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German chemicals boss urges nuclear power extension


18 Aug 2021 14:09




18 Aug 2021 14:09

(Montel) Germany should abandon plans to close its last nuclear reactors over the next two years to suppress costs and limit import dependence, a senior chemicals industry representative told the Frankfurter Allgemeine Zeitung on Wednesday.

Renewable energy remained an insufficient source of power to cover German needs as the country seeks to phase out both nuclear and coal power, Christian Kullmann, head of the German Chemical Industry Association (VCI), said in an interview with the daily newspaper.

“This makes me wonder whether we shouldn't use nuclear power more ourselves – at least until we have our own baseload supply. Because if we become dependent on imports, it will get really expensive,” said Kullmann, who also heads the chemicals firm Evonik.

Germany has around 8 GW of remaining nuclear generation capacity spread among six power plants. The last is due to close at the end of next year. 

The country looks set to become a net importer of electricity from next year and to maintain this status until the end of the decade, according to a study

Kullmann dismissed gas-fired power plants as a “second-best solution” to decarbonisation. Firing such installations with green hydrogen, produced by using renewable energy, he described as “reality-denying narrowmindedness”.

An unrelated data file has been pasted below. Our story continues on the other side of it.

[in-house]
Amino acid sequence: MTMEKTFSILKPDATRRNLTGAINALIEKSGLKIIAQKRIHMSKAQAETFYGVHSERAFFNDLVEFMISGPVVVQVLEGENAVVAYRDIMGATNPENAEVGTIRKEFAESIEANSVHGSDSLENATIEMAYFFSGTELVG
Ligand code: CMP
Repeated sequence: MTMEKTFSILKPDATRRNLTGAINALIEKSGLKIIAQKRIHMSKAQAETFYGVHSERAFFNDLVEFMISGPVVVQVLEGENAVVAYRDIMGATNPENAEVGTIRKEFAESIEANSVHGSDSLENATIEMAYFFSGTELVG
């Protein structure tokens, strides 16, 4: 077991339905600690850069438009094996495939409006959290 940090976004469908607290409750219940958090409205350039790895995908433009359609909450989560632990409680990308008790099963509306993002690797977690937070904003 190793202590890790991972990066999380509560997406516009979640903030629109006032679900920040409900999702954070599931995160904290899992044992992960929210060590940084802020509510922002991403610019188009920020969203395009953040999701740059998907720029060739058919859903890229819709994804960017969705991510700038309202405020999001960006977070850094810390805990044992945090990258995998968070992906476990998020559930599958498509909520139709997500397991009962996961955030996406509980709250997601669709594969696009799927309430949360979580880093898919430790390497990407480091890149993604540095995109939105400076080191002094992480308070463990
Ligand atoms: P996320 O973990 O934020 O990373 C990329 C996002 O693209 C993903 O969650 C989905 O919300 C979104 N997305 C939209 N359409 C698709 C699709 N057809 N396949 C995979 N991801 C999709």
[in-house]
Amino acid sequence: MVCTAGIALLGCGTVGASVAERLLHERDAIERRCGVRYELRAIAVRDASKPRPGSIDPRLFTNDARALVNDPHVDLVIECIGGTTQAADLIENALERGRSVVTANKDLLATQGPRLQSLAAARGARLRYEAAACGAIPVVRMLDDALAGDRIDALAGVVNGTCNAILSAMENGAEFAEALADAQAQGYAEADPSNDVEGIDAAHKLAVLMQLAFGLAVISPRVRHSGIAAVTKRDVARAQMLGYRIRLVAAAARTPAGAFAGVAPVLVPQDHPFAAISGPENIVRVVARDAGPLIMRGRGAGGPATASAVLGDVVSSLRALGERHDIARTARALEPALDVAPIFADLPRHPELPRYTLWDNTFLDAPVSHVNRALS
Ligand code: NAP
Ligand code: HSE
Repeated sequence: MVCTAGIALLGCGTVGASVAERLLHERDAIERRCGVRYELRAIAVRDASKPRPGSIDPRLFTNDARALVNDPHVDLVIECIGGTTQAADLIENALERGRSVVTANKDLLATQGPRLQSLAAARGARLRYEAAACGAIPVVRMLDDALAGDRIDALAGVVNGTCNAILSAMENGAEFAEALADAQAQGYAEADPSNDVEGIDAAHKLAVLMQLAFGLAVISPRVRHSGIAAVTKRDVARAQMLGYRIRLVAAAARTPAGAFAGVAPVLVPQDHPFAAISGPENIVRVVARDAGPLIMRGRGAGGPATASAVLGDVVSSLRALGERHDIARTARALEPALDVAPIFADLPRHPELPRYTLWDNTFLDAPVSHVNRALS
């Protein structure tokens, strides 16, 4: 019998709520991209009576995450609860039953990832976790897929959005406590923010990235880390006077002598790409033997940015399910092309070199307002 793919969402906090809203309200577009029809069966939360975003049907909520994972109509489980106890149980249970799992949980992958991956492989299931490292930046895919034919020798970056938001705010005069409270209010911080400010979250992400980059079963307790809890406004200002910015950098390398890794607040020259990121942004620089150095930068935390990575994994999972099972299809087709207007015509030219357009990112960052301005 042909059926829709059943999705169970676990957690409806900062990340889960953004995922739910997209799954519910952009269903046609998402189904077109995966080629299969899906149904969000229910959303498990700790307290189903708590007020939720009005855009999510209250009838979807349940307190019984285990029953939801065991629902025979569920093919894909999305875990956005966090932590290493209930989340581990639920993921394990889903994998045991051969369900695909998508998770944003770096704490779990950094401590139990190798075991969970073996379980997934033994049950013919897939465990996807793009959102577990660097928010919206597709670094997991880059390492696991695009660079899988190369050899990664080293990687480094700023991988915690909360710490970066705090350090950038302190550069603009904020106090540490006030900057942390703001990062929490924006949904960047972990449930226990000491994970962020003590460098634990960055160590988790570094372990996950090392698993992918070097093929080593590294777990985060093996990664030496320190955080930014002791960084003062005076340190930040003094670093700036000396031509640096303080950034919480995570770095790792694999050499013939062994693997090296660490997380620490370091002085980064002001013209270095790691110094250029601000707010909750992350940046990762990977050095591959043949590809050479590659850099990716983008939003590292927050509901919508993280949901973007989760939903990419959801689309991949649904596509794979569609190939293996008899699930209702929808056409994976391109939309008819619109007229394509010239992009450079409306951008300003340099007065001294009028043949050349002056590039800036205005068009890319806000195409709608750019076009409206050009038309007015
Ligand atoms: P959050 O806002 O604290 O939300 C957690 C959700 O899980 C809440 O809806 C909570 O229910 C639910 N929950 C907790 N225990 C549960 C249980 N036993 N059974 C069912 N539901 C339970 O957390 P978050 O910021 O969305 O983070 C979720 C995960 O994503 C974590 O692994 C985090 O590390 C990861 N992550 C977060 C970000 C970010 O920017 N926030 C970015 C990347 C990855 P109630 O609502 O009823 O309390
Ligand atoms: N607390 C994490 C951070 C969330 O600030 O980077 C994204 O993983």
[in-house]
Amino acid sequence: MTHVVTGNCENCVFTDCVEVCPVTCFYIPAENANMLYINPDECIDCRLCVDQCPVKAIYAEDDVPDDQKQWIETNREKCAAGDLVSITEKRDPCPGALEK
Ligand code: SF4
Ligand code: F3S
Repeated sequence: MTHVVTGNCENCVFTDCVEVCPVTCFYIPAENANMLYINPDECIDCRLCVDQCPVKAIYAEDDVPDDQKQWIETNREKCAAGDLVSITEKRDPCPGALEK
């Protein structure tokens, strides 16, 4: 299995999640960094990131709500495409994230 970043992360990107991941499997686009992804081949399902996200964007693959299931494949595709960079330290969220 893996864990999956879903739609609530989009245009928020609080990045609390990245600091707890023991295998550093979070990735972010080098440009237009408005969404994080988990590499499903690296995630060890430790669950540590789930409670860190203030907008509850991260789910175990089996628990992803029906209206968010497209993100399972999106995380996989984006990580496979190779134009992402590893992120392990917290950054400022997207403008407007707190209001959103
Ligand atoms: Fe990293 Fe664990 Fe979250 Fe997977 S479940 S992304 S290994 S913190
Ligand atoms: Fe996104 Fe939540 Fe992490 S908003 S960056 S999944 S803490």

“These electrolysers, which produce hydrogen using electricity, need an enormous amount of energy. To produce this energy only from the sun and wind is impossible.”

To reach the Paris climate targets of limiting global warming to much less than 2C this century would require much cheaper electricity, he said. Germany would need to eliminate taxes on power, such as the renewable energy levy. 

Clean power ceiling
German wholesale power prices have jumped to some of their highest levels since 2008 this year, with the benchmark front-year contract breaching EUR 85/MWh this week as the costs of carbon, gas and coal soar.

Industrial end users pay significantly more for their power due to various taxes. German companies using up to 20 GWh of power per year pay some of Europe’s highest rates at around EUR 150/MWh – almost twice the French equivalent, according to German federal statistics office data. 
Kullmann urged the winners of German federal elections next month to slash such costs by removing taxes and introducing mechanisms to limit the price of electricity for investments in power intensive technologies that would cut the sector’s carbon emissions. 

The chemical industry would need power prices of at most EUR 40/MWh to unlock carbon neutral technologies, Kullmann said in a statement. 

“Without this support, companies will hardly be able to manage the transformation to climate neutrality by 2045.” 

Updates story originally published at 09:09 CET with comments on power prices.

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